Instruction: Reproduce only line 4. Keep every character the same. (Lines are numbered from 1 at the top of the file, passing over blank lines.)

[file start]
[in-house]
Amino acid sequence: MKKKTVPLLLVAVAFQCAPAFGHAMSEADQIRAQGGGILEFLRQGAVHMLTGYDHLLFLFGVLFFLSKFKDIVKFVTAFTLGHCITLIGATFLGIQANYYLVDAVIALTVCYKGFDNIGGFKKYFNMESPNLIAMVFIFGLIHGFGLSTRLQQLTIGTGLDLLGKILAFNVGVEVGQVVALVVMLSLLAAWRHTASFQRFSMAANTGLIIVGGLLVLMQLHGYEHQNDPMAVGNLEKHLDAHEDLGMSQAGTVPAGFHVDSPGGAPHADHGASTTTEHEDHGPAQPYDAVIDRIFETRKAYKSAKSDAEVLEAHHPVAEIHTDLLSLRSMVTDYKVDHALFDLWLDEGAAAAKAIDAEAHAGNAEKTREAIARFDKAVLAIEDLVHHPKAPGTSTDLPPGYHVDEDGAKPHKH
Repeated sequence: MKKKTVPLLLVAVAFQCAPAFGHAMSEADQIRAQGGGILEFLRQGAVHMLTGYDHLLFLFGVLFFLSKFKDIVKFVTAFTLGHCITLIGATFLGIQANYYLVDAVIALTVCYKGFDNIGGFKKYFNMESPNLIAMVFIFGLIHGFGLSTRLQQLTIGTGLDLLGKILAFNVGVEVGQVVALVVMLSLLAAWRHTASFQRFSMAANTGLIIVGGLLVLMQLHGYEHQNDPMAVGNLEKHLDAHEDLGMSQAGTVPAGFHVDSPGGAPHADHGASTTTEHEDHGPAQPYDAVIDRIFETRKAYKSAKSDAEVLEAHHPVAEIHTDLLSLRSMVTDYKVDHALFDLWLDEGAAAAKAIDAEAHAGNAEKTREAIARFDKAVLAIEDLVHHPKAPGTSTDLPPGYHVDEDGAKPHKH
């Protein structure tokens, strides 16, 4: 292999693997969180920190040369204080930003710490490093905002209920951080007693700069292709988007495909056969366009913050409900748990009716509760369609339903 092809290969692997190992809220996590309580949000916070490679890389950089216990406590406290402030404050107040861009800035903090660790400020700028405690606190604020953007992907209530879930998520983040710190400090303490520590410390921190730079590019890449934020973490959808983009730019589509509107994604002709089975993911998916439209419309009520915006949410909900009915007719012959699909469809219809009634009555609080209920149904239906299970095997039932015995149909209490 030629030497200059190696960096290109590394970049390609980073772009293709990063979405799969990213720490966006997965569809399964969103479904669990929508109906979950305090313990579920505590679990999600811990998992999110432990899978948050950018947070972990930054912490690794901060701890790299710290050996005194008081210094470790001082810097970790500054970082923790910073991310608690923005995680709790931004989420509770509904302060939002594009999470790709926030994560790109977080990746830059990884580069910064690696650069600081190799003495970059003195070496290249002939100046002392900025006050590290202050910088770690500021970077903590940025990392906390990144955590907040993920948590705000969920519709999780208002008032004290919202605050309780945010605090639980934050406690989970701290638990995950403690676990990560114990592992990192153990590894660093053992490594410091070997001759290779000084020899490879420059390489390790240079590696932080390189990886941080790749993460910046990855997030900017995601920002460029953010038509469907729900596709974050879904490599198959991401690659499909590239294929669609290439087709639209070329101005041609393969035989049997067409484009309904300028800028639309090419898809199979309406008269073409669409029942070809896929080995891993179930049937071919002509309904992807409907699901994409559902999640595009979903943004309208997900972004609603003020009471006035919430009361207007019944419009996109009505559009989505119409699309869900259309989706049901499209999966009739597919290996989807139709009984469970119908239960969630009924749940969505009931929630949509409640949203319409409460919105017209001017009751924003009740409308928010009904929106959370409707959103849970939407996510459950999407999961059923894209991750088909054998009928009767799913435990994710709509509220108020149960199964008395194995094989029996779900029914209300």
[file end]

């Protein structure tokens, strides 16, 4: 292999693997969180920190040369204080930003710490490093905002209920951080007693700069292709988007495909056969366009913050409900748990009716509760369609339903 092809290969692997190992809220996590309580949000916070490679890389950089216990406590406290402030404050107040861009800035903090660790400020700028405690606190604020953007992907209530879930998520983040710190400090303490520590410390921190730079590019890449934020973490959808983009730019589509509107994604002709089975993911998916439209419309009520915006949410909900009915007719012959699909469809219809009634009555609080209920149904239906299970095997039932015995149909209490 030629030497200059190696960096290109590394970049390609980073772009293709990063979405799969990213720490966006997965569809399964969103479904669990929508109906979950305090313990579920505590679990999600811990998992999110432990899978948050950018947070972990930054912490690794901060701890790299710290050996005194008081210094470790001082810097970790500054970082923790910073991310608690923005995680709790931004989420509770509904302060939002594009999470790709926030994560790109977080990746830059990884580069910064690696650069600081190799003495970059003195070496290249002939100046002392900025006050590290202050910088770690500021970077903590940025990392906390990144955590907040993920948590705000969920519709999780208002008032004290919202605050309780945010605090639980934050406690989970701290638990995950403690676990990560114990592992990192153990590894660093053992490594410091070997001759290779000084020899490879420059390489390790240079590696932080390189990886941080790749993460910046990855997030900017995601920002460029953010038509469907729900596709974050879904490599198959991401690659499909590239294929669609290439087709639209070329101005041609393969035989049997067409484009309904300028800028639309090419898809199979309406008269073409669409029942070809896929080995891993179930049937071919002509309904992807409907699901994409559902999640595009979903943004309208997900972004609603003020009471006035919430009361207007019944419009996109009505559009989505119409699309869900259309989706049901499209999966009739597919290996989807139709009984469970119908239960969630009924749940969505009931929630949509409640949203319409409460919105017209001017009751924003009740409308928010009904929106959370409707959103849970939407996510459950999407999961059923894209991750088909054998009928009767799913435990994710709509509220108020149960199964008395194995094989029996779900029914209300």